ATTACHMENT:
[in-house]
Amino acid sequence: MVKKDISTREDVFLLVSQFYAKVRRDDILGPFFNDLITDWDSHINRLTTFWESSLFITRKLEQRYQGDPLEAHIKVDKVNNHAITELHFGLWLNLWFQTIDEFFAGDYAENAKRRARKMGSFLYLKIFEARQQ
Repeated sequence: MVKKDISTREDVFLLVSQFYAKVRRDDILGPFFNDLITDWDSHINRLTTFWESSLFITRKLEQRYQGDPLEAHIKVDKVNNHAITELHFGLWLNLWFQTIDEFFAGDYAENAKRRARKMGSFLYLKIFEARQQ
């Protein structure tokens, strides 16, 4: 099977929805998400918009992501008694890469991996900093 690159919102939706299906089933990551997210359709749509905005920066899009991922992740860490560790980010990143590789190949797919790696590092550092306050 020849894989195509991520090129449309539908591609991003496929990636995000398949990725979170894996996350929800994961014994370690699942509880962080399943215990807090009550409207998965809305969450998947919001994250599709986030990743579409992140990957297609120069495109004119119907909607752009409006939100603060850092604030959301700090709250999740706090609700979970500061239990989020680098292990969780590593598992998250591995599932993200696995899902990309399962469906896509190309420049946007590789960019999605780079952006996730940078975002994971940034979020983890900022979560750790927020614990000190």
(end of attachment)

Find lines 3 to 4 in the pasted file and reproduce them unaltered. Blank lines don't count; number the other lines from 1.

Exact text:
Repeated sequence: MVKKDISTREDVFLLVSQFYAKVRRDDILGPFFNDLITDWDSHINRLTTFWESSLFITRKLEQRYQGDPLEAHIKVDKVNNHAITELHFGLWLNLWFQTIDEFFAGDYAENAKRRARKMGSFLYLKIFEARQQ
């Protein structure tokens, strides 16, 4: 099977929805998400918009992501008694890469991996900093 690159919102939706299906089933990551997210359709749509905005920066899009991922992740860490560790980010990143590789190949797919790696590092550092306050 020849894989195509991520090129449309539908591609991003496929990636995000398949990725979170894996996350929800994961014994370690699942509880962080399943215990807090009550409207998965809305969450998947919001994250599709986030990743579409992140990957297609120069495109004119119907909607752009409006939100603060850092604030959301700090709250999740706090609700979970500061239990989020680098292990969780590593598992998250591995599932993200696995899902990309399962469906896509190309420049946007590789960019999605780079952006996730940078975002994971940034979020983890900022979560750790927020614990000190």